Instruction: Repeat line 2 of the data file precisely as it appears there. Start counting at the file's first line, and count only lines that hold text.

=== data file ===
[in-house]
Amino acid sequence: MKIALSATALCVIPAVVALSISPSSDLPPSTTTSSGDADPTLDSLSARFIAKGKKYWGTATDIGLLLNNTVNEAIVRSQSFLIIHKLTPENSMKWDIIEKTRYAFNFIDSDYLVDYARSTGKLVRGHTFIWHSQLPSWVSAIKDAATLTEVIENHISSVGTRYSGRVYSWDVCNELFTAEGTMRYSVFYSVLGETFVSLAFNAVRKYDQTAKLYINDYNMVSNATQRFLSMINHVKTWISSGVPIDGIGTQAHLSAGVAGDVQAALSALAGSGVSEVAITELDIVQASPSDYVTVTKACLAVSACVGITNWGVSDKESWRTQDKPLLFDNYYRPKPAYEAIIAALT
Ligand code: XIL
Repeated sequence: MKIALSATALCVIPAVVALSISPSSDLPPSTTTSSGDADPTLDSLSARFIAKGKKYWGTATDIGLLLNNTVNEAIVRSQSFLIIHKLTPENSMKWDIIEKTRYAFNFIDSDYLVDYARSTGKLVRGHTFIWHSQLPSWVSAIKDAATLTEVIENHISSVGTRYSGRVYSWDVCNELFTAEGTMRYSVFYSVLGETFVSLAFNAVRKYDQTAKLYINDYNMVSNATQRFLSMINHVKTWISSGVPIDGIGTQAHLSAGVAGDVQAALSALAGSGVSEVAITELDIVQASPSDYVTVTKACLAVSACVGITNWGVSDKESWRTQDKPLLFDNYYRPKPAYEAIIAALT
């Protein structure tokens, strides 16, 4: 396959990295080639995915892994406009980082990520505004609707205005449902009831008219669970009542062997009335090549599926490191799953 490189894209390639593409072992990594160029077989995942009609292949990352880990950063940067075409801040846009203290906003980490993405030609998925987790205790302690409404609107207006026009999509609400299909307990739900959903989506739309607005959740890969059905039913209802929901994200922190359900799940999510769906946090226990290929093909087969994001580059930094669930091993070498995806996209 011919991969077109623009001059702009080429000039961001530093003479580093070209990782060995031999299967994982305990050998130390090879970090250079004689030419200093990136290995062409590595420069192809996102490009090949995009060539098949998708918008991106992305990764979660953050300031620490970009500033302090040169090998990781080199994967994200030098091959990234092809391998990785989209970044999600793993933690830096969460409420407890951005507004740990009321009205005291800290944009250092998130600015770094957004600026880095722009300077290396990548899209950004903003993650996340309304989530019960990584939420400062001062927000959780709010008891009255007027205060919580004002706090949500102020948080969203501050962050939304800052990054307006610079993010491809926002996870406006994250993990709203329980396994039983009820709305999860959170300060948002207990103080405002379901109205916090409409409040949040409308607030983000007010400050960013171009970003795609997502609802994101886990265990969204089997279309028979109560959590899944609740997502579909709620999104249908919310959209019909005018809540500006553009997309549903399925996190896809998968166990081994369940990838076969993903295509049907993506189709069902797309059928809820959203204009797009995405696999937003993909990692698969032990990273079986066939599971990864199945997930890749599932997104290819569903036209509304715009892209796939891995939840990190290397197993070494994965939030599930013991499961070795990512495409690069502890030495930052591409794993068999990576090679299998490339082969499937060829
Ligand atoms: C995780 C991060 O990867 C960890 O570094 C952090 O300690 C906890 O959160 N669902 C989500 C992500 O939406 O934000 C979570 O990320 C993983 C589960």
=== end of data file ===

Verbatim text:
Amino acid sequence: MKIALSATALCVIPAVVALSISPSSDLPPSTTTSSGDADPTLDSLSARFIAKGKKYWGTATDIGLLLNNTVNEAIVRSQSFLIIHKLTPENSMKWDIIEKTRYAFNFIDSDYLVDYARSTGKLVRGHTFIWHSQLPSWVSAIKDAATLTEVIENHISSVGTRYSGRVYSWDVCNELFTAEGTMRYSVFYSVLGETFVSLAFNAVRKYDQTAKLYINDYNMVSNATQRFLSMINHVKTWISSGVPIDGIGTQAHLSAGVAGDVQAALSALAGSGVSEVAITELDIVQASPSDYVTVTKACLAVSACVGITNWGVSDKESWRTQDKPLLFDNYYRPKPAYEAIIAALT